Review by Brenda Repland
It’s 1993 and – unbeknownst to even the highest levels of their governments – a group of Israelis and Palestinians are meeting to negotiate what while come to be called the Oslo Accords between Israel and the PLO.
It all begins with one Norwegian couple who created the diplomatic back channel that would bring Yitzhak Rabin and Yasir Arafat to the peace table. Terje Rød-Larsen (note to production: Terje is pronounced Tair-yeh, NOT Taiya) played brilliantly by the ever-perfect Jefferson Mays and his wife, Mona Juul, also brilliantly played by Jennifer Ehle, are the illustrious couple. Her position in the Norwegian Foreign Ministry and his as director of the Fafo Institute for Applied Social Sciences put them in the ideal place to initiate the whole process.
For most of the participants, this will be the first time they have ever met their sworn enemy face to face. Mr. Sher captures perfectly both the hesitation and curiosity about the “other.” As one Palestinian puts it after a brief talk with his Israeli counterpart, “you are my first Jew.”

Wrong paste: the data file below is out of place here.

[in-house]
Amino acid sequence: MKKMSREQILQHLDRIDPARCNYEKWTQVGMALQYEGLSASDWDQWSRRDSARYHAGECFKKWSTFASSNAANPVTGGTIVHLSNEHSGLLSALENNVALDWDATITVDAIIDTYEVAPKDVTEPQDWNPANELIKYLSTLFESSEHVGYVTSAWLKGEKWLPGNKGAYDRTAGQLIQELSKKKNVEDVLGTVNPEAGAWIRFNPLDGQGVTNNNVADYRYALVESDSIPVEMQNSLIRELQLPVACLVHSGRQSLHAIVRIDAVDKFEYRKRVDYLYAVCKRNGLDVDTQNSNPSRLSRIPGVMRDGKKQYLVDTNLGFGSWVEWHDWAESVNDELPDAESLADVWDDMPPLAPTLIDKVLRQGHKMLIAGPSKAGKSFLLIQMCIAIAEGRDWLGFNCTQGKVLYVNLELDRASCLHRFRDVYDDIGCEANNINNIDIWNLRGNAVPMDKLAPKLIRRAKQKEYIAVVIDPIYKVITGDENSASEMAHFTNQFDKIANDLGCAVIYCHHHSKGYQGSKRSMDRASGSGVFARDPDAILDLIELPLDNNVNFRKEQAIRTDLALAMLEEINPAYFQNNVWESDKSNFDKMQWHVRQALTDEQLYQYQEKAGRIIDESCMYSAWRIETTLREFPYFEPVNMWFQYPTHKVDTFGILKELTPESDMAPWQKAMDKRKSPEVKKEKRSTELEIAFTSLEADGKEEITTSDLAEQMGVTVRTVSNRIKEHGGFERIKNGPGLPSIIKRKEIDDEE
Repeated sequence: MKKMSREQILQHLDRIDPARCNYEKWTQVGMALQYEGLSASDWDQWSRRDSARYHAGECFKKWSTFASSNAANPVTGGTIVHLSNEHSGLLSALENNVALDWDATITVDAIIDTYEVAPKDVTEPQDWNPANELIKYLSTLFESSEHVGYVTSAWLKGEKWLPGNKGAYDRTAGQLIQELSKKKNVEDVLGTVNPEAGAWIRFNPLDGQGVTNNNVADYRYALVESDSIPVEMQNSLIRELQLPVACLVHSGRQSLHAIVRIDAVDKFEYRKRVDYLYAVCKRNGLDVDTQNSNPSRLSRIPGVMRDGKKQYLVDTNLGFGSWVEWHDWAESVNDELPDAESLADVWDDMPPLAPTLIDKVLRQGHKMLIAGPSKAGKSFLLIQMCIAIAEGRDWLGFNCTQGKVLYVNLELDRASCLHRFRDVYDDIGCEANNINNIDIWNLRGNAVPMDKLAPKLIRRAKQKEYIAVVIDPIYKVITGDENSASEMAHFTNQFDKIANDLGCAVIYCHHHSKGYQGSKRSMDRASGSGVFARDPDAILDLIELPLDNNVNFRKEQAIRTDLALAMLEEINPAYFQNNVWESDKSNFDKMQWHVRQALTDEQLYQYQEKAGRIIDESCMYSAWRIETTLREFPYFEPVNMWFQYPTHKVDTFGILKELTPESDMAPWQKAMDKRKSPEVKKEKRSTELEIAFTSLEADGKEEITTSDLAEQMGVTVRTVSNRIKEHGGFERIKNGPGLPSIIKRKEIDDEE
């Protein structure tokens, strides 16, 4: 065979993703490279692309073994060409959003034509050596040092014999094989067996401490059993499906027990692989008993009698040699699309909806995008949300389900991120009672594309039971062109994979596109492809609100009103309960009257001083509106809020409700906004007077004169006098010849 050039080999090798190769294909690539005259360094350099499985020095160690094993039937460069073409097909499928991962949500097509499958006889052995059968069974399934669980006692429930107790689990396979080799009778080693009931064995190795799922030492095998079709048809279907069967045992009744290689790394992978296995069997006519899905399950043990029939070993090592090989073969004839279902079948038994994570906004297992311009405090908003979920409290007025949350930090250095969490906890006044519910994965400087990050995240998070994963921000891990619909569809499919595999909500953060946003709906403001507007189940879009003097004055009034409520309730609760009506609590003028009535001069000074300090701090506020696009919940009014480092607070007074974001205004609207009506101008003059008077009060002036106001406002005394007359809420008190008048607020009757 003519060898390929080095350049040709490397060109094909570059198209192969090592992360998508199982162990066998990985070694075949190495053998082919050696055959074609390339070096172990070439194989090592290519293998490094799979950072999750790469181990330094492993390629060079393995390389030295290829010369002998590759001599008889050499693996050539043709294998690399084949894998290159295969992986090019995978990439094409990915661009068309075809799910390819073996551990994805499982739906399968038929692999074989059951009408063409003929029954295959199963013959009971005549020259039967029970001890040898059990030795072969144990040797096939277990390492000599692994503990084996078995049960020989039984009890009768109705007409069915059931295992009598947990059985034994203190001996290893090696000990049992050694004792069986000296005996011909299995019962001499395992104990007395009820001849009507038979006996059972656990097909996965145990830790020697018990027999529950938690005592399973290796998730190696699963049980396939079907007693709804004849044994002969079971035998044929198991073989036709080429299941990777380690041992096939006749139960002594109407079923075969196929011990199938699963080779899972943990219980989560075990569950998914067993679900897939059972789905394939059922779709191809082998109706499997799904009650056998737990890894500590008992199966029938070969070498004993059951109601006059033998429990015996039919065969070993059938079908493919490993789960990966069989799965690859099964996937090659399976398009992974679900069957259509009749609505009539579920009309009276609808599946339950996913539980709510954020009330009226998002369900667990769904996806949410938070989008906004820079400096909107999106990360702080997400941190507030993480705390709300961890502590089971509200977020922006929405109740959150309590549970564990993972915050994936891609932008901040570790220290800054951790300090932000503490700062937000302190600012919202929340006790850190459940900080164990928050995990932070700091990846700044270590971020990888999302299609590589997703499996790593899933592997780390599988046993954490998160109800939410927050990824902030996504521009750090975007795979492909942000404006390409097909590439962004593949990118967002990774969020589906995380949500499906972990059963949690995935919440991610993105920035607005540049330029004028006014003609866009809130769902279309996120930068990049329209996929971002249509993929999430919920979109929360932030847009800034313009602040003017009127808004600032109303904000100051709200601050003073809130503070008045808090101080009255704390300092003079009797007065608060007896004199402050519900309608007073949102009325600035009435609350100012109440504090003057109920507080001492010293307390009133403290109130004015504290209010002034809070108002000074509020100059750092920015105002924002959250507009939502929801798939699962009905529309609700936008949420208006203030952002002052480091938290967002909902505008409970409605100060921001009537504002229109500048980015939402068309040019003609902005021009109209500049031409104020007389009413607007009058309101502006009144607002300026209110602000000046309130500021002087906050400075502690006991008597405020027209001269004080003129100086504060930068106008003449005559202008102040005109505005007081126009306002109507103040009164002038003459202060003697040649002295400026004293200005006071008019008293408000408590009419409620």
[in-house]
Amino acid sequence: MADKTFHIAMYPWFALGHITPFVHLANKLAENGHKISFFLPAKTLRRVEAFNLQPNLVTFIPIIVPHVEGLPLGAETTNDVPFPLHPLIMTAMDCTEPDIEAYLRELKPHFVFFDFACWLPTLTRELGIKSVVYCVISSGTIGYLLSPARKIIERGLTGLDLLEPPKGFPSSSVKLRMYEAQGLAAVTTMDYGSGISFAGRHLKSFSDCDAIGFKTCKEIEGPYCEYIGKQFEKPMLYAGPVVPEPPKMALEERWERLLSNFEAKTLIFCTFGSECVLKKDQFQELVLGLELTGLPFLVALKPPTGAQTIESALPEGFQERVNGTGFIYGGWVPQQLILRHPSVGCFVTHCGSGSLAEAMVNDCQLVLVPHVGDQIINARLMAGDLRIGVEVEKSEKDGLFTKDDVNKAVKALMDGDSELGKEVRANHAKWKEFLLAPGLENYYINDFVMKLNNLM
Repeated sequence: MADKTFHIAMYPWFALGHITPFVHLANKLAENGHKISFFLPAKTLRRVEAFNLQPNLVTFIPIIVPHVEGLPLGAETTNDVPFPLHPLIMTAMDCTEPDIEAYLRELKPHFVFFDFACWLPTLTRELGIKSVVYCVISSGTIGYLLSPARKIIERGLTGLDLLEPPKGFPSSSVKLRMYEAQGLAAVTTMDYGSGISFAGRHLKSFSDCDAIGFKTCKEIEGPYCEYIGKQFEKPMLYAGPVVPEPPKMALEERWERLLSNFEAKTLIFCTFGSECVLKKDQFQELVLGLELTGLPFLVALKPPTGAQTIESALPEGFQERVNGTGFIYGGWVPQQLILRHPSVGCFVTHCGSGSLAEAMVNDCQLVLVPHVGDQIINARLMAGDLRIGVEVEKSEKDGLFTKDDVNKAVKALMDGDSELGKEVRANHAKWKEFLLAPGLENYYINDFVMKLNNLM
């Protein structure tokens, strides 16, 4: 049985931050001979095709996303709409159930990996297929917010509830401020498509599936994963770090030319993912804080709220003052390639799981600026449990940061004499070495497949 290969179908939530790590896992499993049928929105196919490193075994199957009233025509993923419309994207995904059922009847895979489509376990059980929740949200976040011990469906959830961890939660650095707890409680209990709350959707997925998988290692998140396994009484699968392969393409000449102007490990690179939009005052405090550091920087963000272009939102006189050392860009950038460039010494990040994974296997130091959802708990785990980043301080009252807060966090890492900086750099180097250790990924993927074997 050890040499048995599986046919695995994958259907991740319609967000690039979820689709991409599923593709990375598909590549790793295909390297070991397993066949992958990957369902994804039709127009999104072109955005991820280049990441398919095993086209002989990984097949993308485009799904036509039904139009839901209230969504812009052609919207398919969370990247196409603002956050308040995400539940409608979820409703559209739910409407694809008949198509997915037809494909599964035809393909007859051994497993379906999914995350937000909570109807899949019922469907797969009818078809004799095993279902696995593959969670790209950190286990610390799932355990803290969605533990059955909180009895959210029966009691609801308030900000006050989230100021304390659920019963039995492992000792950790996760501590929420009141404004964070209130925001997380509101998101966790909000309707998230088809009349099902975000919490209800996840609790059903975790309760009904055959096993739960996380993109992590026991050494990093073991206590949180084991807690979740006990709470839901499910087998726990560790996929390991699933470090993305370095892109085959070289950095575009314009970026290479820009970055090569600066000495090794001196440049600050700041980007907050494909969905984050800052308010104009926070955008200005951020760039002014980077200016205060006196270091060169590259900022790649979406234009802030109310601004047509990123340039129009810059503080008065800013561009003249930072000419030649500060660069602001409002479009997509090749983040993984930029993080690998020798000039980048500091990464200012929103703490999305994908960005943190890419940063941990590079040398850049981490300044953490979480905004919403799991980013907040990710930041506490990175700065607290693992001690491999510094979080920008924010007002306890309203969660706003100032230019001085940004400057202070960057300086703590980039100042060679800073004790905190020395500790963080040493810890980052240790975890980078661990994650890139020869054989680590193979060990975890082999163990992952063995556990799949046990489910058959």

Foreground from left: Daniel Jenkins, Daniel Oreskes, Michael Aronov and Anthony Azizi in “Oslo.”
Both the Israelis and the Palestinians are passionate about their homelands, frequently escalating into shouting matches. Yet they are also driven by the commitment to succeed in breaking the cycle of failed peace talks.
This is a stirring play and one that should be required viewing for all. There are more lessons to be learned from it than this reviewer could list. The fact that the entire cast is excellent only adds to the “must see” aspect